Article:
Monotouch and Monodroid ( long since renamed ) are two products that I have *almost* purchased half a hundred times. If you’ve not heard of them, they are a native port of C# and most of the .NET libraries to iOS and Android. They have been having a good run and are the underpinnings of a number of very successful projects, such as PlayStation Mobile and Unity3D. I really like .NET too but… and there is always a BUT.
It was 400$ for the basic version. That’s 400$ for each platform too by the way. That’s a pretty hard pill to swallow, especially when most of the competing products are free. Or frankly, you could pick up the full Unity package for less than that! Monotouch always offered a trial version, but it was limited to the emulator/simulator and if you have ever used the Android emulator on Windows, you know how vile that is!
Well, great news!
First off, there is now a free version available that lets you deploy to device! That said, you can’t p/Invoke to 3rd party code. I honestly am not sure how much of a limitation that is. Generally that means you can’t run native code, but still can run .NET assemblies. If that’s the limitation, it isn’t a huge one. If it means no libraries though… well, that’s a bit more painful. I wonder if you can run Monogame, libGDX or PlayN in the free version? Will look into that and get back to you.
Second, there has been a price drop. It’s now 299$ per platform, per year. Somehow, that 100$ makes a huge difference for me. I don’t really like annual subscriptions though, I really wish people would move back towards version releases… All the same, cheaper is always nice.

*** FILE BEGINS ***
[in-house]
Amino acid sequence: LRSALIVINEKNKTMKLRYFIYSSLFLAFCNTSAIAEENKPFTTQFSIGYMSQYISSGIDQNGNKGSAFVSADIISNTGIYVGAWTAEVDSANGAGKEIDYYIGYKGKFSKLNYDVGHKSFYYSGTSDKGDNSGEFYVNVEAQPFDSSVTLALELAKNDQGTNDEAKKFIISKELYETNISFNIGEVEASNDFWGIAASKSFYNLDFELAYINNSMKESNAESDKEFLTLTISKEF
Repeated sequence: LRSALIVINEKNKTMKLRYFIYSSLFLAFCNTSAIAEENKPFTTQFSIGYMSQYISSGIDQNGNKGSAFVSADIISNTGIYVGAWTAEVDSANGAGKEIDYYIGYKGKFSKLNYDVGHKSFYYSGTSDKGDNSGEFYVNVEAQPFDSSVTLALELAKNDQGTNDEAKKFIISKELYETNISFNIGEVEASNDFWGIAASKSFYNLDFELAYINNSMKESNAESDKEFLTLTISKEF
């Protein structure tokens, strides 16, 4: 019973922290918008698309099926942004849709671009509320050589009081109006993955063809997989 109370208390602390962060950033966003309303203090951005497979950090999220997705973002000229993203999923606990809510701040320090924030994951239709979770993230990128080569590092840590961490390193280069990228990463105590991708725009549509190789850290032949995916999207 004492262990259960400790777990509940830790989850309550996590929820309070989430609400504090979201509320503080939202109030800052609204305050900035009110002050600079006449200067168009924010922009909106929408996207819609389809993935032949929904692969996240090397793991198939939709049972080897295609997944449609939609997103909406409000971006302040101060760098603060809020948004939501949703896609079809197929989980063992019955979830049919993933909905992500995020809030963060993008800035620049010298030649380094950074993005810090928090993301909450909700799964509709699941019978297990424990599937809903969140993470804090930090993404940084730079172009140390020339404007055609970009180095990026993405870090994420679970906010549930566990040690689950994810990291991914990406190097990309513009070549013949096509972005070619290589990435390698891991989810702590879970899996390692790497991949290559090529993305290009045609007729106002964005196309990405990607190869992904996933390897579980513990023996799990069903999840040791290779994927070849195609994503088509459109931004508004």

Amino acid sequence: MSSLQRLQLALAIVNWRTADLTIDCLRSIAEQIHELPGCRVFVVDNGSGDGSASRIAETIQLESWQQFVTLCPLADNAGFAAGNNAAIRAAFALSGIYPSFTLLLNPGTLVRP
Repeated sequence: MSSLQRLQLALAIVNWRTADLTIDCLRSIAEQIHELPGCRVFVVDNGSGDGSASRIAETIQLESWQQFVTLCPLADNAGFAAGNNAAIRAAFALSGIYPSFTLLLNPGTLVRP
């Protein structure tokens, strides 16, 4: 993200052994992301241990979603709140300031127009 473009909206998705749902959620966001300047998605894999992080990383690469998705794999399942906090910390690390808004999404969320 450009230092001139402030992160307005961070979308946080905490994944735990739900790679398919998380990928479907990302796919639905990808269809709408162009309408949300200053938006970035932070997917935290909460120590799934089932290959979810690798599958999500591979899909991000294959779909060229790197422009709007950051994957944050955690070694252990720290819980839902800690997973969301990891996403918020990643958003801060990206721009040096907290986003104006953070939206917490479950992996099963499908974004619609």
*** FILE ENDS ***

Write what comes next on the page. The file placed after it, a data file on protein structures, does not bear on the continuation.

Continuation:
Third, there’s a new IDE, Xamarin Studio.
A little too XCode for my tastes, but I’ll be sure to check it out. MonoDevelop is nice enough, but never really felt… comfortable if that makes sense.
Fourth, and this one is a biggie to many people. You can build for iOS from Visual Studio on Windows. Don’t get too excited, you still need a networked Mac to run the native toolchain, but you can do 99% of your work, debugging and testing in Visual Studio.
Very cool developments! You can read more about it here.
A few points of clarification.
First is regarding the 299/year. It’s not as bad as it sounds, the tools continue to work after a year is up, just no more updates. That is much more reasonable and developer friendly.
Second is more details on the free version:
Xamarin Starter allows developer to build and publish simple apps, which contain no more than 32k of compiled user code (IL), and which do not call out to native third party libraries (i.e., developers may not P/Invoke into C/C++/Objective-C/Java.
Still not sure where that would leave Monogame, as it isn’t a native library, but it does no doubt make pInvoke calls to OpenGL.
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